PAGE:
Numbers can be funny things. When the population for a subset of consumers is large enough, then plausible projections follow about how that group will impact macro economics.
Change is a good thing, according to architect and custom-home builder, Brad O’Neill. 'Peoples’ needs and desires are constantly evolving during their lifetime,' he says, 'and this process should be reflected in where they live.'
Change is a good thing, according to architect and custom-home builder, Brad O’Neill. "Peoples’ needs and desires are constantly evolving during their lifetime," he says, "and this process should be reflected in where they live."
|Perched on a magnificent site overlooking Puget Sound, architect Brad O’Neill’s home features an eastern stick exterior with cedar shake roofing and siding. Completely separate from the main house (lower structure, on left), the home’s garage provides a base for the O’Neill’s design/build studio above it.|
"My philosophy is that one should expect to move to a new residence every five to seven years. This seems to be the time frame that mirrors significant transitions in peoples’ lives," says O’Neill, who has designed and built three homes for his family. "As their lifestyles change, so do their needs."
O’Neill’s latest personal project is a dramatic, 4640-square-foot home located in picturesque Blaine, Wash. Perched on a mountainside overlooking Drayton Cove on Puget Sound, it has everything he and wife Diane need-for now.
"This is as close as possible to my ultimate ‘dream house’ for this period of my life," says O’Neill. Not only does it feature a very desirable waterfront location, but also it combines living space and office space in one location. It is from here, that the O’Neills operate their 30-year-old design/build firm, The O’Neill Group.
The $1.4 million home’s eclectic exterior features a pleasing blend of several architectural styles. Craftsman-style windows complement an overall eastern stick design that includes cedar shake siding and a dramatic, high-pitched roofline. An abundance of natural stone O’Neill used for accent, gives the home a "mountain lodge" character, which he says is the optimum style for the surrounding community.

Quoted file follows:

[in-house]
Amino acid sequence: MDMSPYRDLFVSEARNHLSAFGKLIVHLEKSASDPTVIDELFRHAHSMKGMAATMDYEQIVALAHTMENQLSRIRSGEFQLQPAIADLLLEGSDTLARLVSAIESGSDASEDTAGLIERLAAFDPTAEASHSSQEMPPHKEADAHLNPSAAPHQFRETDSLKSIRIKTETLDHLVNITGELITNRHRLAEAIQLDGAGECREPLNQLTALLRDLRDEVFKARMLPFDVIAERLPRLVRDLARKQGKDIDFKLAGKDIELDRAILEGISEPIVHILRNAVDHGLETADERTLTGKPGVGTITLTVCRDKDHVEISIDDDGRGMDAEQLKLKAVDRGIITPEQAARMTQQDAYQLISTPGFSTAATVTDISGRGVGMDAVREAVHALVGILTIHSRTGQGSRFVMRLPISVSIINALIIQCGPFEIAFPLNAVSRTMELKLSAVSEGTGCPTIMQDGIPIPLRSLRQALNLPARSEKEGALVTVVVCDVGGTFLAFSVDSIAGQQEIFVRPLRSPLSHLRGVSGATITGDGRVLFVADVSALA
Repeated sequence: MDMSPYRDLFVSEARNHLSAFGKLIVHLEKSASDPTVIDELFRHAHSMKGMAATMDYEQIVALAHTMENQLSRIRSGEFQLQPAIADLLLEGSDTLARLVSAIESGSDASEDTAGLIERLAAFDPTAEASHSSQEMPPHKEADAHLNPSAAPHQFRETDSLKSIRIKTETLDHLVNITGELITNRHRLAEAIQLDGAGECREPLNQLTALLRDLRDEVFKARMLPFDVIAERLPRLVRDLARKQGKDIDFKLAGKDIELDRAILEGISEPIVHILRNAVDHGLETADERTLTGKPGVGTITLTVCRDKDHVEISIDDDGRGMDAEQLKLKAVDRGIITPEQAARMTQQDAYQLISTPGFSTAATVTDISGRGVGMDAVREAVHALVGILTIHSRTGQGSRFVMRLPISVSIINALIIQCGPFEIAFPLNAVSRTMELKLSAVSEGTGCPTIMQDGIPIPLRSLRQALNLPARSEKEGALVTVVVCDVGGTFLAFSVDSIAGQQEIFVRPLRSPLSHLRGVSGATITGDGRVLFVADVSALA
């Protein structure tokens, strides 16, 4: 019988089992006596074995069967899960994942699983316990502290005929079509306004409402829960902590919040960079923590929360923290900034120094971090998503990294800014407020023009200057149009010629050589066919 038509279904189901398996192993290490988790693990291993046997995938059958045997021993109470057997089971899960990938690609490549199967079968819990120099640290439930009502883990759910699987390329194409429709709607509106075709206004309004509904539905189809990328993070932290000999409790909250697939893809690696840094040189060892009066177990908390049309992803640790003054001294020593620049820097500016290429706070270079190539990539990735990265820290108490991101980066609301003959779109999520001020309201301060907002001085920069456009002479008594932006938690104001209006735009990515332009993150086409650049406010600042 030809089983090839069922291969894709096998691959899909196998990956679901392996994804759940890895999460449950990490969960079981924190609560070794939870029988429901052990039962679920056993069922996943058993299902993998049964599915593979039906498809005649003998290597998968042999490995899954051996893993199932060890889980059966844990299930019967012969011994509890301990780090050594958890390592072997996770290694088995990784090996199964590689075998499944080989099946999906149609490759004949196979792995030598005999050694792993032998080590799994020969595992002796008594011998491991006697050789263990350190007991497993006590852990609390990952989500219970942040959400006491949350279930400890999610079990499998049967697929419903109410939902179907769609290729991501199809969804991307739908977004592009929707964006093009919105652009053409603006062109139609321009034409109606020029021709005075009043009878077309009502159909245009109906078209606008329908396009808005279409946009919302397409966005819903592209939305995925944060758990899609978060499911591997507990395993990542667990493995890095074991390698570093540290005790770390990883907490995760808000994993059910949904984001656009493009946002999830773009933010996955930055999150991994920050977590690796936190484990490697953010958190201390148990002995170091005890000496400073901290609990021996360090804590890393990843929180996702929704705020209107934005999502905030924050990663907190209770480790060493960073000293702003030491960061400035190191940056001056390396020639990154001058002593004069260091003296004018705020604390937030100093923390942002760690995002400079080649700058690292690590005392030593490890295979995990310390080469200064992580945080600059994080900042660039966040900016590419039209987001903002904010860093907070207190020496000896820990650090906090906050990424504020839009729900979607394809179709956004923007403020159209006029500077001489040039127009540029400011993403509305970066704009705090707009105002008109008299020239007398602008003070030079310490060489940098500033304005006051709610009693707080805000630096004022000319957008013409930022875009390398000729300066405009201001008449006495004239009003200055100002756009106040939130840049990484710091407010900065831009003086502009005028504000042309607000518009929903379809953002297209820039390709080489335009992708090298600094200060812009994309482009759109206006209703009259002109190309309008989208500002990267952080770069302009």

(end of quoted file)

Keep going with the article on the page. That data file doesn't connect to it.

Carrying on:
|O’Neill and his wife Diane enjoy the vista from the balcony of their home office.|
Because he serves on the Blaine planning and development commission, O’Neill was particularly sensitive to the local requirements dictating the preservation of the site’s mature trees. Designed to have minimal impact on its surroundings, the home’s style and exterior finish blends well within the natural landscape. "I purposely design and build new homes to look like they are not new," he says.
O’Neill’s home is located in Semiahmoo, an exclusive golf course community north of Seattle, which attracts an active and affluent empty nester/retiree market in the Pacific Northwest.
|O’Neill imported five truckloads of Aspen granite to accent both the home’s exterior and interior. Here, granite walls define the passageway into the temperature-controlled wine cellar.|
In anticipation of using his own home as a model for potential clients, O’Neill, was careful to take into account the needs of the local empty nester market when developing his floor plan. One essential feature to include was a main-floor master suite. "You would never dream of making them climb upstairs or down to reach their bedroom in this empty nester market," he says.
Taking another cue from the local market, O’Neill eliminated the formal dining room, opting instead for an open kitchen/dining arrangement that is separated visually by a snack bar. "I’ve found that most of the home buyers in this community have lived in luxury homes before. While they still have sophisticated tastes, they want to reduce the formality of their home."
Two secondary bedrooms (each with access to a full bath) on the home’s walkout basement level ensure the comfort of overnight guests. Completed in late 1998, the home had hard construction costs of $202 per square foot.